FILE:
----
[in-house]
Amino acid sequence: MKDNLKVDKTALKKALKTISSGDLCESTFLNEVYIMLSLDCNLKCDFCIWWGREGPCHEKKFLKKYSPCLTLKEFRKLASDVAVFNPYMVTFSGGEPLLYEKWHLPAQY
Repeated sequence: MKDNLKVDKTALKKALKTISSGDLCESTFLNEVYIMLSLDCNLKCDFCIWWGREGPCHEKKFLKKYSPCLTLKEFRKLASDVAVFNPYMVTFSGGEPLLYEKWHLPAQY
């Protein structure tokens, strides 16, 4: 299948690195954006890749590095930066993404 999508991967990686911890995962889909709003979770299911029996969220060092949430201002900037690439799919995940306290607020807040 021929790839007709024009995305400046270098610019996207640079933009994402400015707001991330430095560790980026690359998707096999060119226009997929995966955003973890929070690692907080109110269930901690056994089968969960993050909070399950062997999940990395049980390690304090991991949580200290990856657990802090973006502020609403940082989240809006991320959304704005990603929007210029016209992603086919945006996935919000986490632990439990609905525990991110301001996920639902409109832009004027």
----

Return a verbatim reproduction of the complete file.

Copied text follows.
[in-house]
Amino acid sequence: MKDNLKVDKTALKKALKTISSGDLCESTFLNEVYIMLSLDCNLKCDFCIWWGREGPCHEKKFLKKYSPCLTLKEFRKLASDVAVFNPYMVTFSGGEPLLYEKWHLPAQY
Repeated sequence: MKDNLKVDKTALKKALKTISSGDLCESTFLNEVYIMLSLDCNLKCDFCIWWGREGPCHEKKFLKKYSPCLTLKEFRKLASDVAVFNPYMVTFSGGEPLLYEKWHLPAQY
């Protein structure tokens, strides 16, 4: 299948690195954006890749590095930066993404 999508991967990686911890995962889909709003979770299911029996969220060092949430201002900037690439799919995940306290607020807040 021929790839007709024009995305400046270098610019996207640079933009994402400015707001991330430095560790980026690359998707096999060119226009997929995966955003973890929070690692907080109110269930901690056994089968969960993050909070399950062997999940990395049980390690304090991991949580200290990856657990802090973006502020609403940082989240809006991320959304704005990603929007210029016209992603086919945006996935919000986490632990439990609905525990991110301001996920639902409109832009004027």